Washington jails and hospitals now will have a deadline of two weeks to complete mental health evaluations under a bill Gov. Jay Inslee signed into law Thursday.
“Defendants do have the right to understand the proceedings against them and to participate in their own defense,” he said. “We all know we now need to turn to the important task of making sure this bill and these provisions are funded adequately.”
In a class-action lawsuit filed against the state, people charged with crimes say they were forced to wait an unconstitutional amount of time before receiving mental health evaluations for competency to stand trial, sometimes weeks or months.
Hospitals, under Senate Bill 5889, will have 14 days to offer admission to a defendant for inpatient competency evaluations. Jails must also complete evaluations within that time frame, with an option to extend another seven days for clinical reasons.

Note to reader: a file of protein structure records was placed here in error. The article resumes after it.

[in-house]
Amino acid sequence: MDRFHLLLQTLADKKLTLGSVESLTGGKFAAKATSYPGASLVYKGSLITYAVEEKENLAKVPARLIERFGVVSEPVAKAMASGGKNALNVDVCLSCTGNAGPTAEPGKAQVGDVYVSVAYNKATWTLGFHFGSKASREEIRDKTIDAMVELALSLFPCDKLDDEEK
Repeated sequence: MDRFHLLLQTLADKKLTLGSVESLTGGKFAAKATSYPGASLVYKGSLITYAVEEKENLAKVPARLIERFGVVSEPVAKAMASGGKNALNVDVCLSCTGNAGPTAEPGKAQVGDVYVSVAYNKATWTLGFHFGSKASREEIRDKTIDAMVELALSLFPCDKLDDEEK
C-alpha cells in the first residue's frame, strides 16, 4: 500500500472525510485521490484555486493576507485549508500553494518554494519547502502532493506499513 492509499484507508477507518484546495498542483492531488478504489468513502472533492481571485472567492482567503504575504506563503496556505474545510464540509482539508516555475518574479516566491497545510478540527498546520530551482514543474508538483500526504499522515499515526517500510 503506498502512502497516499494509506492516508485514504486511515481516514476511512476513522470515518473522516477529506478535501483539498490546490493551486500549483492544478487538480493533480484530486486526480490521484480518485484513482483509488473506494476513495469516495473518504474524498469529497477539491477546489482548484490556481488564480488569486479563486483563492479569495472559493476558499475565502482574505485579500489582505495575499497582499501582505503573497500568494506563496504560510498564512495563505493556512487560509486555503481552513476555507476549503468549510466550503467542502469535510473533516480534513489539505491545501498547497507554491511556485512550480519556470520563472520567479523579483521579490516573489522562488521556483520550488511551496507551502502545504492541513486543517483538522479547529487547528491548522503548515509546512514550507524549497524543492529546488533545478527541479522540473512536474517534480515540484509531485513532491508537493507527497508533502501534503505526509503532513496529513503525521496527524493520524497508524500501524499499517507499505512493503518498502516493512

The new time limit will be phased in throughout a period of one year beginning July 1. If a jail or hospital exceeds a time limit, it will have to submit a report to the Legislature and governor’s office, and the defendant could use the missed deadline as a defense in court.
A shortage of psychiatric beds and staff contributed to the long wait times, mental health officials say. Lawmakers last month passed a supplemental budget with more than $20 million toward the state’s mental health system, including adding 45 beds to the Western State Hospital mental health wards.